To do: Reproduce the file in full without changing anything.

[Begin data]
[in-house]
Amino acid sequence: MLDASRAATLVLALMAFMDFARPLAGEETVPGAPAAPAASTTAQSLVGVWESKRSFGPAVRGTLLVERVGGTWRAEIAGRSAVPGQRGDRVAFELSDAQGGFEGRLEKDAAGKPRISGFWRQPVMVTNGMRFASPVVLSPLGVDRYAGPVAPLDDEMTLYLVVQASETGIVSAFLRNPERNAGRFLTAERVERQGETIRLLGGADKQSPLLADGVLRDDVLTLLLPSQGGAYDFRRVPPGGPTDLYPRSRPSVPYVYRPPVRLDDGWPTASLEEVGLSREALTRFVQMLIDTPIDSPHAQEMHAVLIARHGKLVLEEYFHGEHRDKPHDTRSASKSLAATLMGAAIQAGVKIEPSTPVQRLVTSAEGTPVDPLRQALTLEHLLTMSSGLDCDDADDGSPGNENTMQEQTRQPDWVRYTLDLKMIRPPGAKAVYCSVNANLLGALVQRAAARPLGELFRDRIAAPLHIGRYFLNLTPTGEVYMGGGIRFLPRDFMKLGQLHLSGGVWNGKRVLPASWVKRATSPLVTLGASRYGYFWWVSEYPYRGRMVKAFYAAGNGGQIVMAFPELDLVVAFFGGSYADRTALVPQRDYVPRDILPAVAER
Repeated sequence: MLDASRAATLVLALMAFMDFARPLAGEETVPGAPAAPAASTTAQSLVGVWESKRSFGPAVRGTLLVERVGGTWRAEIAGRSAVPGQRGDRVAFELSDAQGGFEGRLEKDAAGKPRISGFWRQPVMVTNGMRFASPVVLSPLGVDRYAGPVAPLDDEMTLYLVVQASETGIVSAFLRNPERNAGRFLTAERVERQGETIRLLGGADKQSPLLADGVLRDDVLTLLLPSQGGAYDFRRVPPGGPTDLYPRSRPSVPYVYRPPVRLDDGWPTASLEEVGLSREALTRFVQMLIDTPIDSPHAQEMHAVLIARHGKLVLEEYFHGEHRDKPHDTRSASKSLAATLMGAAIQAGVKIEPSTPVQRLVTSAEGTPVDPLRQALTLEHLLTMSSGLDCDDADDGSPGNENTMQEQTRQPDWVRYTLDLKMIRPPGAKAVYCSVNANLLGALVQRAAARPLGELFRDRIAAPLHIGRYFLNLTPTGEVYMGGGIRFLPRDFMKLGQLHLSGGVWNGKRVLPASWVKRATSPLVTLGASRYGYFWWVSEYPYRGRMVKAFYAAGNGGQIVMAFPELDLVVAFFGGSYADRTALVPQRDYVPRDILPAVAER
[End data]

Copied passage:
[in-house]
Amino acid sequence: MLDASRAATLVLALMAFMDFARPLAGEETVPGAPAAPAASTTAQSLVGVWESKRSFGPAVRGTLLVERVGGTWRAEIAGRSAVPGQRGDRVAFELSDAQGGFEGRLEKDAAGKPRISGFWRQPVMVTNGMRFASPVVLSPLGVDRYAGPVAPLDDEMTLYLVVQASETGIVSAFLRNPERNAGRFLTAERVERQGETIRLLGGADKQSPLLADGVLRDDVLTLLLPSQGGAYDFRRVPPGGPTDLYPRSRPSVPYVYRPPVRLDDGWPTASLEEVGLSREALTRFVQMLIDTPIDSPHAQEMHAVLIARHGKLVLEEYFHGEHRDKPHDTRSASKSLAATLMGAAIQAGVKIEPSTPVQRLVTSAEGTPVDPLRQALTLEHLLTMSSGLDCDDADDGSPGNENTMQEQTRQPDWVRYTLDLKMIRPPGAKAVYCSVNANLLGALVQRAAARPLGELFRDRIAAPLHIGRYFLNLTPTGEVYMGGGIRFLPRDFMKLGQLHLSGGVWNGKRVLPASWVKRATSPLVTLGASRYGYFWWVSEYPYRGRMVKAFYAAGNGGQIVMAFPELDLVVAFFGGSYADRTALVPQRDYVPRDILPAVAER
Repeated sequence: MLDASRAATLVLALMAFMDFARPLAGEETVPGAPAAPAASTTAQSLVGVWESKRSFGPAVRGTLLVERVGGTWRAEIAGRSAVPGQRGDRVAFELSDAQGGFEGRLEKDAAGKPRISGFWRQPVMVTNGMRFASPVVLSPLGVDRYAGPVAPLDDEMTLYLVVQASETGIVSAFLRNPERNAGRFLTAERVERQGETIRLLGGADKQSPLLADGVLRDDVLTLLLPSQGGAYDFRRVPPGGPTDLYPRSRPSVPYVYRPPVRLDDGWPTASLEEVGLSREALTRFVQMLIDTPIDSPHAQEMHAVLIARHGKLVLEEYFHGEHRDKPHDTRSASKSLAATLMGAAIQAGVKIEPSTPVQRLVTSAEGTPVDPLRQALTLEHLLTMSSGLDCDDADDGSPGNENTMQEQTRQPDWVRYTLDLKMIRPPGAKAVYCSVNANLLGALVQRAAARPLGELFRDRIAAPLHIGRYFLNLTPTGEVYMGGGIRFLPRDFMKLGQLHLSGGVWNGKRVLPASWVKRATSPLVTLGASRYGYFWWVSEYPYRGRMVKAFYAAGNGGQIVMAFPELDLVVAFFGGSYADRTALVPQRDYVPRDILPAVAER